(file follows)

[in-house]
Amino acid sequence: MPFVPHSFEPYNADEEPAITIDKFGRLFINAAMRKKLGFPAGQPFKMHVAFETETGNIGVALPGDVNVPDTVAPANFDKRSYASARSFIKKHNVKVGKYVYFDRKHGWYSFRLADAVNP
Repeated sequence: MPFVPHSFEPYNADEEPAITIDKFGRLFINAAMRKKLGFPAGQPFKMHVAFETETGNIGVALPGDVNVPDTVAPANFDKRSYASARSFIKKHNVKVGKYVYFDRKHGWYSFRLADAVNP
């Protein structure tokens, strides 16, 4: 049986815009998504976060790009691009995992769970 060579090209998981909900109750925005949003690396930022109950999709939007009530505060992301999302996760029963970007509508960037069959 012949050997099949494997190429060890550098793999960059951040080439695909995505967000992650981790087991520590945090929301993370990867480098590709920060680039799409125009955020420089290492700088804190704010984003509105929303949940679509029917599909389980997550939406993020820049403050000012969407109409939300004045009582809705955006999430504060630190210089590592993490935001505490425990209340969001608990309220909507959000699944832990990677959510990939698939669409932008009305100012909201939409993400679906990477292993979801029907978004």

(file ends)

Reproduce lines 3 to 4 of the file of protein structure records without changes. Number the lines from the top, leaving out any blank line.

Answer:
Repeated sequence: MPFVPHSFEPYNADEEPAITIDKFGRLFINAAMRKKLGFPAGQPFKMHVAFETETGNIGVALPGDVNVPDTVAPANFDKRSYASARSFIKKHNVKVGKYVYFDRKHGWYSFRLADAVNP
């Protein structure tokens, strides 16, 4: 049986815009998504976060790009691009995992769970 060579090209998981909900109750925005949003690396930022109950999709939007009530505060992301999302996760029963970007509508960037069959 012949050997099949494997190429060890550098793999960059951040080439695909995505967000992650981790087991520590945090929301993370990867480098590709920060680039799409125009955020420089290492700088804190704010984003509105929303949940679509029917599909389980997550939406993020820049403050000012969407109409939300004045009582809705955006999430504060630190210089590592993490935001505490425990209340969001608990309220909507959000699944832990990677959510990939698939669409932008009305100012909201939409993400679906990477292993979801029907978004």